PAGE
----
What did computers without screens do?
Ian S. King
isking at uw.edu
Mon Dec 14 16:16:38 CST 2015
And think of all the PDP-8s *still* buried in the control units of
factories across the world. The majority of these machines had no
displays, not even teleprinters. Some had custom controls wired in through
stock or custom modules, and some had no more "UI" than the front panel
("set switches 2 and 3 to the 'on' position and press the 'run' key").
Some didn't even have that - the stock 8/m was a turnkey system. The
reasoning was the same as that behind the microcontroller replacing the
555: complex behavior could be modeled in software rather than intricate
analog elements, and it was easy to change things if you needed to (e.g.,
if you changed out an instrument or effector. -- Ian
On Mon, Dec 14, 2015 at 12:16 PM, Ethan Dicks <ethan.dicks at gmail.com> wrote:
> On Mon, Dec 14, 2015 at 2:05 PM, Mike <tulsamike3434 at gmail.com> wrote:
> >> On Dec 14, 2015, at 12:34 PM, Chuck Guzis <cclist at sydex.com> wrote:
> >> The subject brought up the thought of how many display-less computers
> we encounter every day without giving it a thought. I think that probably
> 100 would be a safe bet.
> >> Looking over past this screen, I see my network hub, mouse, keyboard
> and heaven knows how many display-less computers inside the actual shell of
> my PC.
> > .... if you think about it almost everything we touch has some kind of a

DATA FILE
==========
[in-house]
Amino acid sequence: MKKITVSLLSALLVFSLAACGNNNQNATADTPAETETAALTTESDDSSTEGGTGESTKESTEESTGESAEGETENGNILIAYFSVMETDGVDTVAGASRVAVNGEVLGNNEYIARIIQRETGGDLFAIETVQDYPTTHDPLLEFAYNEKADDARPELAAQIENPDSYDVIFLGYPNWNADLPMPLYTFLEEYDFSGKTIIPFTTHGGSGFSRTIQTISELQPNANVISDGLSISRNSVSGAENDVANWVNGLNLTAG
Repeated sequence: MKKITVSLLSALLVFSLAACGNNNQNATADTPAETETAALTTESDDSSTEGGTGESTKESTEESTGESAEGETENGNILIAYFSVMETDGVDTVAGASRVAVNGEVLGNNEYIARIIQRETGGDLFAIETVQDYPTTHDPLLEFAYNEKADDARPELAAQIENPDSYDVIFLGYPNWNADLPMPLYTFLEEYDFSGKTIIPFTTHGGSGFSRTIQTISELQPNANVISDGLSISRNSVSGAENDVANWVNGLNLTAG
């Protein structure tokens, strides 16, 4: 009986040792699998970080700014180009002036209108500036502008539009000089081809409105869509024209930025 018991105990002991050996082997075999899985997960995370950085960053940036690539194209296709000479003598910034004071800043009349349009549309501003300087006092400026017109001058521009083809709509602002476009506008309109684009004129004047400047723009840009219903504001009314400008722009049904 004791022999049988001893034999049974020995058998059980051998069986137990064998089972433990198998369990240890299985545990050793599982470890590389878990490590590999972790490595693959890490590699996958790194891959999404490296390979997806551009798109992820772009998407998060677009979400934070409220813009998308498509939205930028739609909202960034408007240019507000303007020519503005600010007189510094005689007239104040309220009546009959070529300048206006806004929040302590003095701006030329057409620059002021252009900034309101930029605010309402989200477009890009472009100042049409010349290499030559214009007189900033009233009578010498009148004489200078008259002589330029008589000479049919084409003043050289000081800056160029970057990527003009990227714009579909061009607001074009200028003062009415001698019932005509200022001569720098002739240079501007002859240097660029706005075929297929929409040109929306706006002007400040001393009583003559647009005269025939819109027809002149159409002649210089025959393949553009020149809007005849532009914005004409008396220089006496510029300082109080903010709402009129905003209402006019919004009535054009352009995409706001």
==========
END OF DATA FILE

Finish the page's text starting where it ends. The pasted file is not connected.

> computer cycle! ! ! GREAT POINT!!!
> Even lighting... I've pulled (and reused!) 8-pin PIC microcontrollers
> out of discarded emergency lighting. "In the old days", a switching
> supply might have a 555 timer for an oscillator. These days, an 8-pin
> uC is cheap ($0.75 or far less) and allows the behavior to be changed
> without a soldering iron, or allows the hardware design to be
> completed and sent out for manufacture before the software is
> complete. If you want to change the frequency of a 555 oscillator,
> you have to design in a potentiometer or remove and install different
> value components. If you want to change the frequency of a uC
> oscillator, you reprogram it (or if you have enough pins, design in
> some removable jumpers).
> Short version is, even the cheap and simple 555 has been replaced in
> many products with a cheap-as-or-cheaper-than microcontroller, not
> because it's simpler, but because it allows for greater flexibility
> and reduces the overall product cost.
Ian S. King, MSIS, MSCS, Ph.D. Candidate
The Information School <http://ischool.uw.edu>
Dissertation: "Why the Conversation Mattered: Constructing a Sociotechnical
Narrative Through a Design Lens
Archivist, Voices From the Rwanda Tribunal <http://tribunalvoices.org>
Value Sensitive Design Research Lab <http://vsdesign.org>
University of Washington
There is an old Vulcan saying: "Only Nixon could go to China."
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